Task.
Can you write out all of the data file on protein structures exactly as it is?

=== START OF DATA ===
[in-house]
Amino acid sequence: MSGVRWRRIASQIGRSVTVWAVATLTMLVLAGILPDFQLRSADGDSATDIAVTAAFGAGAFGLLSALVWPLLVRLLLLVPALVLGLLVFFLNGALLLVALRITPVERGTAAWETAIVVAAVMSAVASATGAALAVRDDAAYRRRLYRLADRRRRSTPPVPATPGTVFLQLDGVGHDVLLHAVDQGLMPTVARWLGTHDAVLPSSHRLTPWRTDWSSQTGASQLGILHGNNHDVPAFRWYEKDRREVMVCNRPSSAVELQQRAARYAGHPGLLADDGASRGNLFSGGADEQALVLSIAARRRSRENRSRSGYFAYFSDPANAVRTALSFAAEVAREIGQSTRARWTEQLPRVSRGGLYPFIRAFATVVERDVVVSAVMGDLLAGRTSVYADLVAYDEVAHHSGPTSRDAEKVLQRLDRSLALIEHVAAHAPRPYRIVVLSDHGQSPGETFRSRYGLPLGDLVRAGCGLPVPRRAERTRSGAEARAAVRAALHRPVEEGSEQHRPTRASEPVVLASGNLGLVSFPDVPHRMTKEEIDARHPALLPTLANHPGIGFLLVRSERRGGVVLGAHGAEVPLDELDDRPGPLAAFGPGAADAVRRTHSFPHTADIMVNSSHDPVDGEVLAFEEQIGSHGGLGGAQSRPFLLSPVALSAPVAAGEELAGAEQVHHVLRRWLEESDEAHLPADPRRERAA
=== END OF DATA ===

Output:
[in-house]
Amino acid sequence: MSGVRWRRIASQIGRSVTVWAVATLTMLVLAGILPDFQLRSADGDSATDIAVTAAFGAGAFGLLSALVWPLLVRLLLLVPALVLGLLVFFLNGALLLVALRITPVERGTAAWETAIVVAAVMSAVASATGAALAVRDDAAYRRRLYRLADRRRRSTPPVPATPGTVFLQLDGVGHDVLLHAVDQGLMPTVARWLGTHDAVLPSSHRLTPWRTDWSSQTGASQLGILHGNNHDVPAFRWYEKDRREVMVCNRPSSAVELQQRAARYAGHPGLLADDGASRGNLFSGGADEQALVLSIAARRRSRENRSRSGYFAYFSDPANAVRTALSFAAEVAREIGQSTRARWTEQLPRVSRGGLYPFIRAFATVVERDVVVSAVMGDLLAGRTSVYADLVAYDEVAHHSGPTSRDAEKVLQRLDRSLALIEHVAAHAPRPYRIVVLSDHGQSPGETFRSRYGLPLGDLVRAGCGLPVPRRAERTRSGAEARAAVRAALHRPVEEGSEQHRPTRASEPVVLASGNLGLVSFPDVPHRMTKEEIDARHPALLPTLANHPGIGFLLVRSERRGGVVLGAHGAEVPLDELDDRPGPLAAFGPGAADAVRRTHSFPHTADIMVNSSHDPVDGEVLAFEEQIGSHGGLGGAQSRPFLLSPVALSAPVAAGEELAGAEQVHHVLRRWLEESDEAHLPADPRRERAA